Microbiome Analysis: Techniques and Current Research

The microbiome, the community of microorganisms living within a human or other animal, has become a major area of scientific study. These microbes play a critical role in health, affecting metabolism, immunity, and even brain function. Researchers use various laboratory techniques to analyze the microbiome and understand its impact. This blog post will explore some key techniques and current research trends in microbiome science.

Graphic depicting the human skin microbiota, with relative prevalences of various classes of bacteria

Techniques for Microbiome Analysis:

  • 16S rRNA Gene Sequencing: This technique targets a specific gene (16S ribosomal RNA) to identify the types of bacteria present in a sample. By amplifying and sequencing this gene, scientists can determine the relative abundance of different bacterial species in the microbiome.
  • Metagenomics: This approach involves sequencing all the DNA extracted from a sample, providing a more detailed picture of the microbiome. It can reveal not only bacteria but also archaea, fungi, and viruses present. Metagenomics allows researchers to identify the genes and metabolic pathways encoded by the microbial community.
  • Metatranscriptomics: This technique analyzes the messenger RNA (mRNA) isolated from a sample. By looking at the active mRNA, scientists can determine which genes are being expressed by the microbiome and gain insights into the functional processes happening at a specific time.
  • Culturing Techniques: While DNA sequencing is powerful, culturing microbes in the lab is still important for functional studies. Researchers use various culture media and conditions to isolate and study specific bacterial strains from the microbiome.

Different sequencing and bioinformatic strategies for human microbiome analysis. In the 16S rRNA gene profiling the raw sequences obtained are passed through quality filters to minimize the presence of sequencing artifacts. The resulting filtered sequence reads are clustered into operational taxonomic units (OTUs), which represent similar organisms. After that, taxonomic identity is assigned for each OTU based in sequence homology against known 16S rRNA gene databases and the relative abundance of each OTU is calculated for each sample. The resulting OTUs table is also used for quantifying population diversity within and between the samples, as the alpha and beta diversity measurements, respectively. In the shotgun approaches, metagenomic, metatranscriptomic and viromic analyses are performed. In the metagenomic analysis, the DNA sequences obtained can either be mapped to reference genomes/genes or used for de novo assembly of genomes. Then the relative abundance of the present genomes/genes and the functional potential of the sequences can be assessed using functional annotated databases. In viromics analysis, first the viral particles (VPs) must be enriched and posteriorly sequenced to obtain the virus genomes. Furthermore, to analyze the active genes and species of the microbiome, the metatranscriptomic analysis is applied and the obtained RNA sequences are mapped to reference pathways and genes. The results are used to identify the active pathways, genes and microorganisms. Thus, the relative abundance of each active pathway/gene/microorganism in the human microbiome is determined. The de novo assembly of genomes and transcriptomes can be also performed to identify novel genomes or pathways.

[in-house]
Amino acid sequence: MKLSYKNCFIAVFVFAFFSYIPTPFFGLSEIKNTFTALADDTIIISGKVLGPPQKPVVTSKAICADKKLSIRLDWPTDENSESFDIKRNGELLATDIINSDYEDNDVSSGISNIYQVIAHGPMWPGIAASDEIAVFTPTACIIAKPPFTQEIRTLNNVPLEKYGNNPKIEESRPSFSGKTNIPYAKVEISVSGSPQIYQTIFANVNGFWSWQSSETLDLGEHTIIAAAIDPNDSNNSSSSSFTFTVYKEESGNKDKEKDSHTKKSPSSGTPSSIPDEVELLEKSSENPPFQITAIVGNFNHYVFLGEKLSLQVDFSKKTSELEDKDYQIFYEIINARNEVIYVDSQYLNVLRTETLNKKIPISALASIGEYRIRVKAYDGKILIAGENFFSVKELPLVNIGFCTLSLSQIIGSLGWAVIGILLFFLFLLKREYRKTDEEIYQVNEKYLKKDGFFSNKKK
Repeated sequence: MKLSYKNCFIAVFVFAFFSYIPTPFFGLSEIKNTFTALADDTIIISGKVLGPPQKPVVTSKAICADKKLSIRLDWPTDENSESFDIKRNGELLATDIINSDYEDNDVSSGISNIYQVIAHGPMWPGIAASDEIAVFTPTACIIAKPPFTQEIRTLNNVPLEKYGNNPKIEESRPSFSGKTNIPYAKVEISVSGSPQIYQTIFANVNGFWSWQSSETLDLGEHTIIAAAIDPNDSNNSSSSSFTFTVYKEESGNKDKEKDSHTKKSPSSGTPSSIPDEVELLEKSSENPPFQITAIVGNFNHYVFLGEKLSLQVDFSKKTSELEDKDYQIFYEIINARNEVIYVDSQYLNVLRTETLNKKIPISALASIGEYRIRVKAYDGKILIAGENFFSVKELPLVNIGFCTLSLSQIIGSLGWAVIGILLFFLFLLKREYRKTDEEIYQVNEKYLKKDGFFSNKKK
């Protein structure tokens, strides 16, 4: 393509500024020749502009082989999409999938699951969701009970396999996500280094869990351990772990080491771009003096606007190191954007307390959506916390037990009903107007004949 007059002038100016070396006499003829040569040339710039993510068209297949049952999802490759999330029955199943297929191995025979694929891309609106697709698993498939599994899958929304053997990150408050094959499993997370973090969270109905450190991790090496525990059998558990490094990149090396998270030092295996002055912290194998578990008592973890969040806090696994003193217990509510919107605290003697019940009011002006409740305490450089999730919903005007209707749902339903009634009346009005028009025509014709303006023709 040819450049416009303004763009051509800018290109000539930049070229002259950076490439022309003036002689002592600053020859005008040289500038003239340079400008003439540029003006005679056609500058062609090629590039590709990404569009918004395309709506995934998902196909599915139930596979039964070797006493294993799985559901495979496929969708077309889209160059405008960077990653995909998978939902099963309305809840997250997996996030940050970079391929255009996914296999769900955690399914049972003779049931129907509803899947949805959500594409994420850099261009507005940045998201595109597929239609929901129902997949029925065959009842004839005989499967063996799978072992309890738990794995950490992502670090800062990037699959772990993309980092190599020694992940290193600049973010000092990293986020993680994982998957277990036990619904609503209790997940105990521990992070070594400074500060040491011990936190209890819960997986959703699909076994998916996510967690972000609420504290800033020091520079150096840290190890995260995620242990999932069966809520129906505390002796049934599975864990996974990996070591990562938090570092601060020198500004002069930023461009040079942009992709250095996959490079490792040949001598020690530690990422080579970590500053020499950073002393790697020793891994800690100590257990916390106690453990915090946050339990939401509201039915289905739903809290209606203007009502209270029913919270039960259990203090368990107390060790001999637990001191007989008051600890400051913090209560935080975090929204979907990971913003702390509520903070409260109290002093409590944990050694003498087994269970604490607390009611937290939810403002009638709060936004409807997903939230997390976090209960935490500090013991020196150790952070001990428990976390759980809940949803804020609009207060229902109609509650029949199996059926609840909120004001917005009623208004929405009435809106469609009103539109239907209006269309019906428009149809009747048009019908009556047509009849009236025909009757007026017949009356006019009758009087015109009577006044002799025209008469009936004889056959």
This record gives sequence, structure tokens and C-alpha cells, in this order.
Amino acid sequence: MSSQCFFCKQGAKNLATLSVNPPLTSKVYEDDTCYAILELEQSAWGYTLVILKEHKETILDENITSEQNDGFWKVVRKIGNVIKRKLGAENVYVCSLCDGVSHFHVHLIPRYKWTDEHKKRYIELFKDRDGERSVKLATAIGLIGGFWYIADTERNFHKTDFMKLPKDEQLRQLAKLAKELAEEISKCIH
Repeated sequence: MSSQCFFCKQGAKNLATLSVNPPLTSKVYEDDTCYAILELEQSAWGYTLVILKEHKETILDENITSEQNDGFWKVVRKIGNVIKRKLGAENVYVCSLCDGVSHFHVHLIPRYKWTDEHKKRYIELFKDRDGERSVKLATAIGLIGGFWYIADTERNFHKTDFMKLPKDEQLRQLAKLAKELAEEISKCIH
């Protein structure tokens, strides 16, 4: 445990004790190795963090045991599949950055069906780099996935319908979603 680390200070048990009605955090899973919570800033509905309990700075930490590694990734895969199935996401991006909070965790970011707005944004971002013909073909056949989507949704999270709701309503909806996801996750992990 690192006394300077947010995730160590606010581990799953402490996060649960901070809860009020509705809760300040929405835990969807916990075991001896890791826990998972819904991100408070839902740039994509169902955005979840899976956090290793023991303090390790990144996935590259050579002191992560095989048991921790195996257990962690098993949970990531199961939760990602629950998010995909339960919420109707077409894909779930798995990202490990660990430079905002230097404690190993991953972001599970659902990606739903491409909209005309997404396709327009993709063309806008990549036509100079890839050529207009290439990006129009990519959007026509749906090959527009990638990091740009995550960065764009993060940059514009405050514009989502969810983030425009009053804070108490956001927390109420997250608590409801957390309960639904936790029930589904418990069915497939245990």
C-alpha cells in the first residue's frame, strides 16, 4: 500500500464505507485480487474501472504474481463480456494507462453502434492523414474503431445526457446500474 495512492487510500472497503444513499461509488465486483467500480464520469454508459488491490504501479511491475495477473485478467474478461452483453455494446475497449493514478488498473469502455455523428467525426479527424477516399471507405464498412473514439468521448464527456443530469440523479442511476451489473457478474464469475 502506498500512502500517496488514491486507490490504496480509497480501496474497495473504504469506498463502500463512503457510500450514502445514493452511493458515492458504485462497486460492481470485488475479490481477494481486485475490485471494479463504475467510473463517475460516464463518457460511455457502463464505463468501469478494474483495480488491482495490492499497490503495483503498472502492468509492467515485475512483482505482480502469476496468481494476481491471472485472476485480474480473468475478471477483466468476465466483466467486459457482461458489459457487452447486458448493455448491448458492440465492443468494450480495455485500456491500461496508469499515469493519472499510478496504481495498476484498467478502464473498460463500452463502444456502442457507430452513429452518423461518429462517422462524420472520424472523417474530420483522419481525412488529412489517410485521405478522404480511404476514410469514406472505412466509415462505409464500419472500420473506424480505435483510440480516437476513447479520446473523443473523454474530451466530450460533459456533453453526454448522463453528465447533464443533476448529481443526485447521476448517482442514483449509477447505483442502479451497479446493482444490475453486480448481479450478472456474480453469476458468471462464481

Current Research Trends:

  • Microbiome-gut-brain axis: Scientists are investigating the communication between the gut microbiome, the nervous system in the intestines (enteric nervous system), and the brain. This research explores how gut microbes might influence brain development, behavior, and neurodegenerative diseases.
  • Personalized medicine: The unique composition of an individual's microbiome may affect how they respond to medications and treatments. Researchers are investigating the potential to use information about the microbiome to develop personalized diagnostics and treatment strategies.
  • Engineering the microbiome: Fecal microbiota transplants (FMT) and probiotics are examples of methods to change the composition of the microbiome for health benefits. Research is ongoing to develop safe and effective methods for microbiome modulation.

Gut–brain axis overview


Microbiome research is a rapidly developing field with significant implications for human health. As our understanding of the microbiome deepens, we can expect further advancements in diagnostics, personalized medicine, and the development of new therapeutic approaches.

Explore microbiome analysis further in this video:

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Microbiome Analysis: Techniques and Current Research
Gen store May 27, 2024
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